The government of United Kingdom has announced the latest changes to the travel traffic light system, with seven countries moving to the Green list. In the last update, it moved various countries including India and UAE to its red list while some countries including Germany and Norway were moved to the Green list.
From Monday 04:00 hours 30th August 2021, The Azores, Canada, Denmark, Finland, Liechtenstein, Lithuania and Switzerland will be designated as Green list countries in the UK’s traffic light system, meaning that travellers arriving from these countries will no longer need to self-isolate on arrival, regardless of whether they are fully vaccinated or not.
Note that not all of the above countries are presently accepting travellers from the United Kingdom – Canada’s borders for instance are currently closed to arrivals from most countries, although it has plans to reopen to fully vaccinated foreign nationals from 7th September 2021.
Travellers arriving from green list destinations still need to take pre-departure tests, and a further test on or before Day 2 after arrival.
Montenegro and Thailand will move to the strictest Red list from 04:00 hours on Monday, ‘reflecting the increased case rates in these countries and the higher risk that travel from these countries poses to UK public health’.
The Department of Transportation said:
The high rates combined with lower levels of published genomic surveillance in Thailand and Montenegro than other countries mean that an outbreak of a new variant or existing variants of concern (VOC) or variants under investigation (VUI) cannot be easily identified before it is imported and seeded across the UK.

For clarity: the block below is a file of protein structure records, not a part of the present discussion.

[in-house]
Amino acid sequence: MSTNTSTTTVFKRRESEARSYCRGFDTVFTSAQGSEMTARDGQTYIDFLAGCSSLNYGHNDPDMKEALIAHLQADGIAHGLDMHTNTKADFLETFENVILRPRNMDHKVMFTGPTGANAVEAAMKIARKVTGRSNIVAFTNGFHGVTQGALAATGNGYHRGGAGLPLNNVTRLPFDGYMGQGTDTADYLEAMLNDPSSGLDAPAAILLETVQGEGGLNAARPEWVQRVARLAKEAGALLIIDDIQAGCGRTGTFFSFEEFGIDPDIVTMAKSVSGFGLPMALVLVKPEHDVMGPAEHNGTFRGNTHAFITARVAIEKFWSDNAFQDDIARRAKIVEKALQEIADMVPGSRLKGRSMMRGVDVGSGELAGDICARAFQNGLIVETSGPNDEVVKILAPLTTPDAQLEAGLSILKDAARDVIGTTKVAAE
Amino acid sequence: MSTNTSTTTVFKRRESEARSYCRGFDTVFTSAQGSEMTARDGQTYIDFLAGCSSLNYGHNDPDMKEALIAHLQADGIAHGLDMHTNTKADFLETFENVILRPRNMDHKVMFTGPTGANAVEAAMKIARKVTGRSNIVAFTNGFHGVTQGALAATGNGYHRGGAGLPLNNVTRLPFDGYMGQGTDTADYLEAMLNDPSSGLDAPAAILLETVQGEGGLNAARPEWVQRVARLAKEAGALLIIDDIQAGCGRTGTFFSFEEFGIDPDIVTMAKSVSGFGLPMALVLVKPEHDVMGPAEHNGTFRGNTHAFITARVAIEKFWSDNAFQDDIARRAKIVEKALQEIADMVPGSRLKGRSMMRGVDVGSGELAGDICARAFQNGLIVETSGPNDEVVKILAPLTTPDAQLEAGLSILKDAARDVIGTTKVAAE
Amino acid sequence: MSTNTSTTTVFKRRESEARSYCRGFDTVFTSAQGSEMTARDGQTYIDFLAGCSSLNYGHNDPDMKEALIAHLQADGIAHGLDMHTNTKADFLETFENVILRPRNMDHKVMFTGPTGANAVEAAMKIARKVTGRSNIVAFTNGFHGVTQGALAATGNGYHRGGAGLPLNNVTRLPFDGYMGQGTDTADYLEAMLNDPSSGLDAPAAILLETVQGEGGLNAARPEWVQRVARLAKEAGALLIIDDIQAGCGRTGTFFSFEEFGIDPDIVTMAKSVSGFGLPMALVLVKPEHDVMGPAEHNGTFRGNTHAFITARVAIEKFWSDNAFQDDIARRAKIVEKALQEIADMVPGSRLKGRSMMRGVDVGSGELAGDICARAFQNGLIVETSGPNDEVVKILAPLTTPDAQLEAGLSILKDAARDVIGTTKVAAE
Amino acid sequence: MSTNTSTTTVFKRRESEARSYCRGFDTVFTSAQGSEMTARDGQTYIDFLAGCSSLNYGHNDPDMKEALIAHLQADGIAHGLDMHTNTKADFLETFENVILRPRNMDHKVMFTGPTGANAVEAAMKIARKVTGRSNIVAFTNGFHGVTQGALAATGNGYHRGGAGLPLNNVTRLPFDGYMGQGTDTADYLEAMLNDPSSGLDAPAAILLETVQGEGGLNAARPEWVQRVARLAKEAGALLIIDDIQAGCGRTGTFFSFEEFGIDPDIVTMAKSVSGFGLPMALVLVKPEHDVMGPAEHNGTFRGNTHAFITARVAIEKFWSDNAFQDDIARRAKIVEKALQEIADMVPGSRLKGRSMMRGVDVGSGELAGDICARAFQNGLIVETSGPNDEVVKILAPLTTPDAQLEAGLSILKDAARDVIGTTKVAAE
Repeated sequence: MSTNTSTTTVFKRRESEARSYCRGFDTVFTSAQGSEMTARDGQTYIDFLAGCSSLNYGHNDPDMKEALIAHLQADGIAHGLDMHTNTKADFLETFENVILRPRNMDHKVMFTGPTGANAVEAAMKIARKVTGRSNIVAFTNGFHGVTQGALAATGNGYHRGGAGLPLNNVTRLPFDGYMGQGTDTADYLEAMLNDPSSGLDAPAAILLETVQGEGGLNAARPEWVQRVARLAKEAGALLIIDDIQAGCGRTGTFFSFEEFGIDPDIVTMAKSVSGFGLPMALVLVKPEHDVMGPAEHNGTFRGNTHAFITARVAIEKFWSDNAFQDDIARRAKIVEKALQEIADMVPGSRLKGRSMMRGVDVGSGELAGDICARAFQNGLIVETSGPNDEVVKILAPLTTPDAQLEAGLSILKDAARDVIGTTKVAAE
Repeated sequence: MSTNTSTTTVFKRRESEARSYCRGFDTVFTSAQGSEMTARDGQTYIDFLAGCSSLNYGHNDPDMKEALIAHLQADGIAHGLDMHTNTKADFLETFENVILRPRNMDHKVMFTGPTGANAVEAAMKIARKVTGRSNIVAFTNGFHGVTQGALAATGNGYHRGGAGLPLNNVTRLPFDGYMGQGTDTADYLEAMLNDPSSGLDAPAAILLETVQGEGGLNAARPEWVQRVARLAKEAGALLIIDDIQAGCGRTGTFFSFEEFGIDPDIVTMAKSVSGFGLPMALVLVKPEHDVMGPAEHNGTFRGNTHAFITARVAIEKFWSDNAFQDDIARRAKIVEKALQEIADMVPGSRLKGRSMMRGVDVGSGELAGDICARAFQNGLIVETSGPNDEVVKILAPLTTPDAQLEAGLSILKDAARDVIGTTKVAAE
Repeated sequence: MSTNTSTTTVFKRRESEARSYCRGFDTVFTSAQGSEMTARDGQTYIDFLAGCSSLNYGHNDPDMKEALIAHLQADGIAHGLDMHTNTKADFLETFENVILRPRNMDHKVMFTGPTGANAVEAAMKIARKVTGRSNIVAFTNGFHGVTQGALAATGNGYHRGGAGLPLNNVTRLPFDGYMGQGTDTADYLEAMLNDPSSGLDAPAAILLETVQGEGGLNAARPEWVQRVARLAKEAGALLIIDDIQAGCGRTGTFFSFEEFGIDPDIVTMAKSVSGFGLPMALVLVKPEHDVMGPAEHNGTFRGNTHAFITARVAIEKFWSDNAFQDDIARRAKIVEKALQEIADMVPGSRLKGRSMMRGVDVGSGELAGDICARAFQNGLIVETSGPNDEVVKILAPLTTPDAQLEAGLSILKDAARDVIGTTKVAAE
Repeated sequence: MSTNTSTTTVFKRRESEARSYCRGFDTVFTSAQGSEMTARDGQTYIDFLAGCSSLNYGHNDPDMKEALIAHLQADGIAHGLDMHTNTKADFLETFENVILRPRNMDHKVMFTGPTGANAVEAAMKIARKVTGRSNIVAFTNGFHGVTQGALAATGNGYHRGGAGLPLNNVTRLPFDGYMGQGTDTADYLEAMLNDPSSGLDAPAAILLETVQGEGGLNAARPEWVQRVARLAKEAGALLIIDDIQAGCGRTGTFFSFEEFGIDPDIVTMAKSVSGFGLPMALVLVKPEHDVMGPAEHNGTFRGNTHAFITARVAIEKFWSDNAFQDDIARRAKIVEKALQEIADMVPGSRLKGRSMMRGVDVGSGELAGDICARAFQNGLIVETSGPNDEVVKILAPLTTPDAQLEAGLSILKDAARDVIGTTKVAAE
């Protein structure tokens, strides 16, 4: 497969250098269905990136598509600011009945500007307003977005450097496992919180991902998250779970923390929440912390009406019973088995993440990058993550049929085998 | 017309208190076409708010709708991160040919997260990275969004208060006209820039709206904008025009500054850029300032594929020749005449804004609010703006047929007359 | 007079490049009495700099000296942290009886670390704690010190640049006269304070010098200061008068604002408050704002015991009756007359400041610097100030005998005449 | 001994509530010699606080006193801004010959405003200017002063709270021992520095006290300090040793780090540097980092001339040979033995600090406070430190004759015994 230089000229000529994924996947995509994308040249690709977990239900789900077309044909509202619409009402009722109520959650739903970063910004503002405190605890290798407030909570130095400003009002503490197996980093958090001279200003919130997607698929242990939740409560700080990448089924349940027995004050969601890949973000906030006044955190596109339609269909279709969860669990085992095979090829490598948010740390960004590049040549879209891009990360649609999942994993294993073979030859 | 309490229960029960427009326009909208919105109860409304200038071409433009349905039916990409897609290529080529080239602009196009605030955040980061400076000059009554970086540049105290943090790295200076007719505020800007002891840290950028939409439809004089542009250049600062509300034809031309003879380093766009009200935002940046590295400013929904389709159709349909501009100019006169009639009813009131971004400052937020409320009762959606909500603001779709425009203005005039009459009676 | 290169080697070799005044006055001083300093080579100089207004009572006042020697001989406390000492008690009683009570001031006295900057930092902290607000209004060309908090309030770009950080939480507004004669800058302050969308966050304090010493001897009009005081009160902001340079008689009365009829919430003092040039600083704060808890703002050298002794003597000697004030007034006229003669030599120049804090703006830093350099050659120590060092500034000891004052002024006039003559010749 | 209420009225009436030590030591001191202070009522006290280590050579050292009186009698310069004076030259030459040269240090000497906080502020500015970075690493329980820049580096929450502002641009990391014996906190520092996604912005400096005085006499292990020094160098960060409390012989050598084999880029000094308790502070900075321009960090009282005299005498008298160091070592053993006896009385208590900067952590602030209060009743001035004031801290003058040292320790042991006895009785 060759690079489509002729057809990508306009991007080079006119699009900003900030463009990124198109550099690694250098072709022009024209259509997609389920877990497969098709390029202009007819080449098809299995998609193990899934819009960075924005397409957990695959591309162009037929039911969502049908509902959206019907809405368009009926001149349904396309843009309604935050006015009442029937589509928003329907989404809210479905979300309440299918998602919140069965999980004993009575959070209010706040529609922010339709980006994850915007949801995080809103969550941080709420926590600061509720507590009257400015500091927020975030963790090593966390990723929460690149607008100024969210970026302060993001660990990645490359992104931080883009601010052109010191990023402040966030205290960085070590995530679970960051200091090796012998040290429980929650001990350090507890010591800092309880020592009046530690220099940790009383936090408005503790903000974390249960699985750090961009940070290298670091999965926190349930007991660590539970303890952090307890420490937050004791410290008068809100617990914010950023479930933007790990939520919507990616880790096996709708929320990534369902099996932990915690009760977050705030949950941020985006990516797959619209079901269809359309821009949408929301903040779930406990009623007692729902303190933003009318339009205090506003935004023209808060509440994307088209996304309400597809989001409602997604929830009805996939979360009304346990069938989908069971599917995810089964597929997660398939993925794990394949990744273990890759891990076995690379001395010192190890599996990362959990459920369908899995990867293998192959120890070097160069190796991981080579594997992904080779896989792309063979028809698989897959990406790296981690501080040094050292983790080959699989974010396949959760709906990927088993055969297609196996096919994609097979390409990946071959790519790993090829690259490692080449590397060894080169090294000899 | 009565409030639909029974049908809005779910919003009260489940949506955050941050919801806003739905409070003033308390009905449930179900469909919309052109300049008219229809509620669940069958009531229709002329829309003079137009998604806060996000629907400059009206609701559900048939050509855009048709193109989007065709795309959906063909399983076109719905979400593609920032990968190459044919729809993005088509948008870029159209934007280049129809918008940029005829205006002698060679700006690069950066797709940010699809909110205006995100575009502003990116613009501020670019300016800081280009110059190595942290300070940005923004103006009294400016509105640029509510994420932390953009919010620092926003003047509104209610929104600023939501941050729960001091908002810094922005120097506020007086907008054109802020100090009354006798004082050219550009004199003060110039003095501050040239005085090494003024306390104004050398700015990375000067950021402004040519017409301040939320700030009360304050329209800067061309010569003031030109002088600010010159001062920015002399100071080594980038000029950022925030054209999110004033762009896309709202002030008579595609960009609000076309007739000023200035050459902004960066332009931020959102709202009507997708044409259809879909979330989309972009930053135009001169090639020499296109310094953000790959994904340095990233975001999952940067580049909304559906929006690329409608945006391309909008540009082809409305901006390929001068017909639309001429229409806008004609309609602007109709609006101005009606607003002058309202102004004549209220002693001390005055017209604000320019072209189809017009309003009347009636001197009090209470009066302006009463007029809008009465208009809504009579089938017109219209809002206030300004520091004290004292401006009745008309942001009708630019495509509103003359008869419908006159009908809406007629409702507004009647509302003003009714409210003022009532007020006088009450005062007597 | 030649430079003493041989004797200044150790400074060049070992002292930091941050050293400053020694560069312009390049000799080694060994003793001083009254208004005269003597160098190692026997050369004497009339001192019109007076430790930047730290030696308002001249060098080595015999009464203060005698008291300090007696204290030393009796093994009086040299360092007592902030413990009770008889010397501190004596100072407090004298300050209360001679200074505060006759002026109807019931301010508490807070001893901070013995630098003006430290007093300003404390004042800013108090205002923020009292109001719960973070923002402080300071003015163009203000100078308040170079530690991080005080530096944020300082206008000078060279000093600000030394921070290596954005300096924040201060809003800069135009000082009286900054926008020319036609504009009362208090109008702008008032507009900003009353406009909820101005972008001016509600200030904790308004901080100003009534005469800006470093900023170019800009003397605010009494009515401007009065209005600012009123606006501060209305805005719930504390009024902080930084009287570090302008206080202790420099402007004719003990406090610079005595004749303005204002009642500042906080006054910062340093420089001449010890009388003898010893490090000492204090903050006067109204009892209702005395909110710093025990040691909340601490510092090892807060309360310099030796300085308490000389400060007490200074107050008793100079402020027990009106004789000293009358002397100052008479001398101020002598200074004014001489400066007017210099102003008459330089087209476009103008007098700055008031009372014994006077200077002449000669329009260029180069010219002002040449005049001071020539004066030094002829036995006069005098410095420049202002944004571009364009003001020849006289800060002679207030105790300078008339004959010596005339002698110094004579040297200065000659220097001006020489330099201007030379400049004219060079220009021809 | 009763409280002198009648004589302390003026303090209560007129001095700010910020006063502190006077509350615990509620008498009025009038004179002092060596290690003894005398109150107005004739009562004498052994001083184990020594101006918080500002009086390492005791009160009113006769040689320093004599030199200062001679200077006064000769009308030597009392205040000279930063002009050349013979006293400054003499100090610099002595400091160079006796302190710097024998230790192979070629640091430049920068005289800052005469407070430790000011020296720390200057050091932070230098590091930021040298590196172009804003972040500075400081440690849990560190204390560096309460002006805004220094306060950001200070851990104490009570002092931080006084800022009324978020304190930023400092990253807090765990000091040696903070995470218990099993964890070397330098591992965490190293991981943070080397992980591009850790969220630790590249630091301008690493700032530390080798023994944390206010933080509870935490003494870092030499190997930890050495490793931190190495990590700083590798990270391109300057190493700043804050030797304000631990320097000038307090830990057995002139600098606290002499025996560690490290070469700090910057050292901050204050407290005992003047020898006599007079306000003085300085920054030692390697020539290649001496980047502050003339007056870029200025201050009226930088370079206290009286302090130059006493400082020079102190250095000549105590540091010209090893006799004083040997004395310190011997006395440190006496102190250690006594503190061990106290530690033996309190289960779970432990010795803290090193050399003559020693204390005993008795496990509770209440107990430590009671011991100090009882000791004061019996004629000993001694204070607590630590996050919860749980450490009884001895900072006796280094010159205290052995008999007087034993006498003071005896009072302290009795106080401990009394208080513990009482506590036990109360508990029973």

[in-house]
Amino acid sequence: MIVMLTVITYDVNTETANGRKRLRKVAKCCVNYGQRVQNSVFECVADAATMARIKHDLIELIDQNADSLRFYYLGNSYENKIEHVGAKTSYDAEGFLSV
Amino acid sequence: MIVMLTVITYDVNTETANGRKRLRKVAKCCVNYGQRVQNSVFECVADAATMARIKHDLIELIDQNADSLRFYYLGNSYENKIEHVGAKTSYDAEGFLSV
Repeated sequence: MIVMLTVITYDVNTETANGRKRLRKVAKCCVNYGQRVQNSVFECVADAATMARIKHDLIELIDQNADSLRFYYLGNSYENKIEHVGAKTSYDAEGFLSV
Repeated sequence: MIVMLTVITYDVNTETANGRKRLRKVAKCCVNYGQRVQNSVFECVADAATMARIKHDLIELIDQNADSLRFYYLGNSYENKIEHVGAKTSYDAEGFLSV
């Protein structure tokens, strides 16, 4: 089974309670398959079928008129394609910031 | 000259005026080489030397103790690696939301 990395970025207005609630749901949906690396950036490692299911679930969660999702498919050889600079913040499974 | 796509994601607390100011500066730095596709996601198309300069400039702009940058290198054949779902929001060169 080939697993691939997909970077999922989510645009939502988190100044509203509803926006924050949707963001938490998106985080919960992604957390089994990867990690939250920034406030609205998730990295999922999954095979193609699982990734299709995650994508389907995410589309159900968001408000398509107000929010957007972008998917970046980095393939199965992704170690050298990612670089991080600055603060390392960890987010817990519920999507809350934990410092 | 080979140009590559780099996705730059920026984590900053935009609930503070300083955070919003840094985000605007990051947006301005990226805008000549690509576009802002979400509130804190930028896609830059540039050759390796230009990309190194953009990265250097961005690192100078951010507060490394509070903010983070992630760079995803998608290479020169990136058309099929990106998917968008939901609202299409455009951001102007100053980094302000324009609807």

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This means that only British and Irish nationals, and those with residence rights in the UK, will be allowed to enter if they have been in either Montenegro or Thailand in the last ten days. However, they will need to undergo quarantine in a government-approved hotel, at a cost of £2,285 (£1,430 for one additional adult) upon arrival for 10 days.
Clive Wratten, CEO of the Business Travel Association, welcomed Switzerland’s addition to the green list, stating that its addition to the green list ‘can add £3.5 million to UK GDP per week’.
However, he added:
Disappointingly, once again there has been no update from the Transatlantic Taskforce. It is essential to the business world that this corridor is opened up safely without delay.
Sean Doyle, Chairman and CEO, British Airways, commented:
Despite our world-leading vaccination programme the UK’s economic recovery remains far behind our more pragmatic European neighbours, which are already reaping the rewards of a rapid recovery. It cannot be right that although 77 per cent of us have been fully vaccinated we have a much more costly, prohibitive and restrictive testing regime than everyone else, when data suggests just four out of every 1,000 travellers tests positive for Coronavirus on their return to the UK, less than the overall rate at home. These stats strongly suggest PCR tests should only be needed following a positive lateral flow test. We also need to urgently end the uncertainty caused by the constant threat of changes to countries’ traffic light status. Our ‘green’ list is much smaller than that of the US and EU, despite no new variants being transported into the UK.
Karen Dee, Chief Executive of the Airport Operators Association, said:
Whilst all extensions of the green list are welcome, the continuing overly cautious approach to international travel only serves to reinforce how long the road to recovery for our airports remains. After another summer of historically low passenger numbers which has left us lagging behind our European neighbours, we urge the Government to be much more ambitious in opening up international travel, reduce the cost of testing and replace expensive PCR tests with more rapid and affordable test for low-risk nations. Aviation remains a long way off a full recovery and with over half of all aviation employees remaining on furlough, it is vital that the Government provide ongoing financial and employment support to avoid further job losses as a direct result of their overly cautious and damaging approach to international travel.
What do you think of UK’s latest updates to its traffic light system? Let me know in the comments section below.